Donald Campbell’s Bluebird speedboat revealed following restoration

Bill Smith and his team have lovingly resored the boat, which he rescued from the lake 17 years ago. It is now ready to begin initial trials. Picture: Nathan Sandhu
Bill Smith and his team have lovingly resored the boat, which he rescued from the lake 17 years ago. It is now ready to begin initial trials. Picture: Nathan Sandhu
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Donald Campbell’s ill-fated Bluebird speedboat has been pictured for the first time following a painstaking restoration.

Campbell was killed in 1967 when the Bluebird K7 flipped while travelling at speeds over 300mph. The boat lay at the bottom of Coniston Water in the Lake District for more than 30 years before engineer Bill Smith raised the boat from the deep in 2001 – and he has been toiling to rebuild it since.

A dedicated team, led by Mr Smith, is preparing to launch the craft on the Isle of Bute’s Loch Fad for crew training and handling trials, from tomorrow until 16 August.

Many people, including Campbell’s daughter, Gina Campbell, want the trials to take place on Coniston Water.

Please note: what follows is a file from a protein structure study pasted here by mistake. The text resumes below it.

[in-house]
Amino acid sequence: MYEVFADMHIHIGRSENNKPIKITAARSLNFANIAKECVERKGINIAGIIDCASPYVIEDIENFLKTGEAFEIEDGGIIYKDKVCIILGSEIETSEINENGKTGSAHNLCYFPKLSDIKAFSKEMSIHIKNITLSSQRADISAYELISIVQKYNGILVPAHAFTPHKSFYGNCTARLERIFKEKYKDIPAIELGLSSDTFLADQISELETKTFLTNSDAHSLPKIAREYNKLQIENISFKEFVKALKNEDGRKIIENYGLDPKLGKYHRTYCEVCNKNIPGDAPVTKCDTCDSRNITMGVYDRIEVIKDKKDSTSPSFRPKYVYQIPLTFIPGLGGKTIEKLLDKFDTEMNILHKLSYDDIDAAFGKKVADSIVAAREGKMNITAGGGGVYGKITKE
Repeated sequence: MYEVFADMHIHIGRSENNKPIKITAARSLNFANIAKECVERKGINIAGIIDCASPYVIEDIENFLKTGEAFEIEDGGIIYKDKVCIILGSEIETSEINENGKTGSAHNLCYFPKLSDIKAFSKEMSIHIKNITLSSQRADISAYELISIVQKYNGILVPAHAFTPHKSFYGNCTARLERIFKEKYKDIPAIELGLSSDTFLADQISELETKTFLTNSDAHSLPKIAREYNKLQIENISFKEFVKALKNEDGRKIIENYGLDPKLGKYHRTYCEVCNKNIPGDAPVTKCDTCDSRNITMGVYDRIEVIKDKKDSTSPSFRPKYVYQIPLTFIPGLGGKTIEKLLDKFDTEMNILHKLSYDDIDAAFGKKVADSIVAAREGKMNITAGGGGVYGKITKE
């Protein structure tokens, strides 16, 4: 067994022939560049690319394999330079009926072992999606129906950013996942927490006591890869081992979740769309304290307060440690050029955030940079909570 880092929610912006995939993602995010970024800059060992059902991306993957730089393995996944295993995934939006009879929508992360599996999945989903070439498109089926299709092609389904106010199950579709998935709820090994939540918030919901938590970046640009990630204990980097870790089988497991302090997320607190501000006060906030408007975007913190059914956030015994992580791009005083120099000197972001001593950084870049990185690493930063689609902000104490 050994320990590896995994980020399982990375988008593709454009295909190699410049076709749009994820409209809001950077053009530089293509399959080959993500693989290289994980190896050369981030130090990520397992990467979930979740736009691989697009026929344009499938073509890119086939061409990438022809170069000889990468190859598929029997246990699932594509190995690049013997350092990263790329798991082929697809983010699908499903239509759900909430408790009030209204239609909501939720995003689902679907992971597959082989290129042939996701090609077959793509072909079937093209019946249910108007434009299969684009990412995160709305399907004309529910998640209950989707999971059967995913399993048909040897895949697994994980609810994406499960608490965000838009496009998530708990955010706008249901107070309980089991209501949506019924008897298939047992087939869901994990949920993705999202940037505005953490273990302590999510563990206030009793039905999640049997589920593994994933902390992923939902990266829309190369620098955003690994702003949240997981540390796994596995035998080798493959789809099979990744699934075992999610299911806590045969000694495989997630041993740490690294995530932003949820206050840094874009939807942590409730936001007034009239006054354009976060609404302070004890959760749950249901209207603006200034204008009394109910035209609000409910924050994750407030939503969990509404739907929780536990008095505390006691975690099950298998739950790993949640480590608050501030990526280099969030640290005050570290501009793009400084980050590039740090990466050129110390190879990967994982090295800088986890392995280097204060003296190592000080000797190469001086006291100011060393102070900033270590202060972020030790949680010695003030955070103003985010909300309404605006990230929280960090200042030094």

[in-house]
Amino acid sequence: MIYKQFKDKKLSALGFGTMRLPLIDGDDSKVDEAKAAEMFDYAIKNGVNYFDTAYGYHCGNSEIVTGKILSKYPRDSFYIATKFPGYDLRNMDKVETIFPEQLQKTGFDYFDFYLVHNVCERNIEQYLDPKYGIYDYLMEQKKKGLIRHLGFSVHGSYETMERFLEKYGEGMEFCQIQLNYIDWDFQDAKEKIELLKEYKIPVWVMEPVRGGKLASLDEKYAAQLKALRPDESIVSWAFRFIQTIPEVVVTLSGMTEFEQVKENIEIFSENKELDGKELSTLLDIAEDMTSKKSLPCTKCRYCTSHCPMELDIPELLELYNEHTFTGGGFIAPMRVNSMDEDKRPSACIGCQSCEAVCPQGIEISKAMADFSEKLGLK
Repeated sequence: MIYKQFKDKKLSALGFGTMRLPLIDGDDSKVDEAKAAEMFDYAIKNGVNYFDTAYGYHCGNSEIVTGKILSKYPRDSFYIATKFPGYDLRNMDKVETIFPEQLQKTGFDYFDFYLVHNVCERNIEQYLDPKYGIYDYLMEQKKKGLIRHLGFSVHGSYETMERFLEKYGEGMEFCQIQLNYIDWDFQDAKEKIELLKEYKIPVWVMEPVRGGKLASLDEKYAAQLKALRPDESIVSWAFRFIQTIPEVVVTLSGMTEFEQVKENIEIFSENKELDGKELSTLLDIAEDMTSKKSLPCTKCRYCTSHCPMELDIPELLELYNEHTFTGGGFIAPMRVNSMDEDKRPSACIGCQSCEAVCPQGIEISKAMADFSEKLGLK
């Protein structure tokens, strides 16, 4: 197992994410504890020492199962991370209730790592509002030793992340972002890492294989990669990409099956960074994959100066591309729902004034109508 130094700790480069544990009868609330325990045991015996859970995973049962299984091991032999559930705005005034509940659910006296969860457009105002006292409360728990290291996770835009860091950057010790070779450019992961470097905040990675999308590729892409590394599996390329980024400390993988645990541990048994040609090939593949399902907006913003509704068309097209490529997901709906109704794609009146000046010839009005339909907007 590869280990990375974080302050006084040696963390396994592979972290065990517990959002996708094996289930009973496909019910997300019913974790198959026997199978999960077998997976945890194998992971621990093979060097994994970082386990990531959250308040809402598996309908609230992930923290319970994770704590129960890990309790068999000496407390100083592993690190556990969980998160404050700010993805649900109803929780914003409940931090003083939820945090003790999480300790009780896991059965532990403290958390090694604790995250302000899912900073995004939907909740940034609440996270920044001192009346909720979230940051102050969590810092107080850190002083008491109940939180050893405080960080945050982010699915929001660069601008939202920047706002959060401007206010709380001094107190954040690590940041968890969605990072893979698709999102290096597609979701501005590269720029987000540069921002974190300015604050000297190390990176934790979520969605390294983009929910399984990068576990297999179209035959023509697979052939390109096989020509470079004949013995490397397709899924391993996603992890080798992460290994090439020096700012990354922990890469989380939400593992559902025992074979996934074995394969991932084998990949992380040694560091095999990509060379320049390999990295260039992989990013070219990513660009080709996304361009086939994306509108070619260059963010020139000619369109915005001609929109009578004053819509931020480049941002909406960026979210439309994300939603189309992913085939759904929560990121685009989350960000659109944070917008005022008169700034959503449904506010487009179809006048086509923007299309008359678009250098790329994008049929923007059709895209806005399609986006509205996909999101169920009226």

These pictures show the Bluebird ready to take to the water once again following 17 years of a painstaking labour of love.

Mr Smith said: “I’m looking forward to it in sort of the way you would look forward to major surgery.”

Following the training, the boat will be returned to the workshop in Tyneside for further work before it is ready for proving trials next year.

Around a dozen crew members brought Bluebird back into operation and it will be piloted by professional hydroplane pilot Ted Walsh.

Mr Smith only plans to aim for speeds of around 65mph for demonstration purposes.

Lake District National Park team leader Steve Tatlock wished the Bluebird Project team well for its training on Loch Fad. He said: “We remain committed to supporting this ambition and hope to see Bluebird K7 return on Coniston Water in the future.”

Campbell began using his father Sir Malcolm Campbell’s old boat, Bluebird K4, but after a structural failure at 170mph in 1951 he developed the Bluebird K7. In 1967, Campbell – the only person to hold both the world land and water speed records simultaneously – died during his second attempt to break his own record.

Royal Marine divers located the craft at the bottom of the lake, but it was kept under wraps for decades.

Campbell first broke the record in 1955 with a speed of 202mph. That rose to 260mph by 1959. By 1966, his record stood at 276mph.

Although he reached a speed over 300mph in the fateful 1967 attempt, he did not beat his previous record as he failed to complete the journey.

He remains the only person to set both world land and water speed records in the same year, in 1964.

In total, he set seven world water speed records in K7 between 1955 and 1964.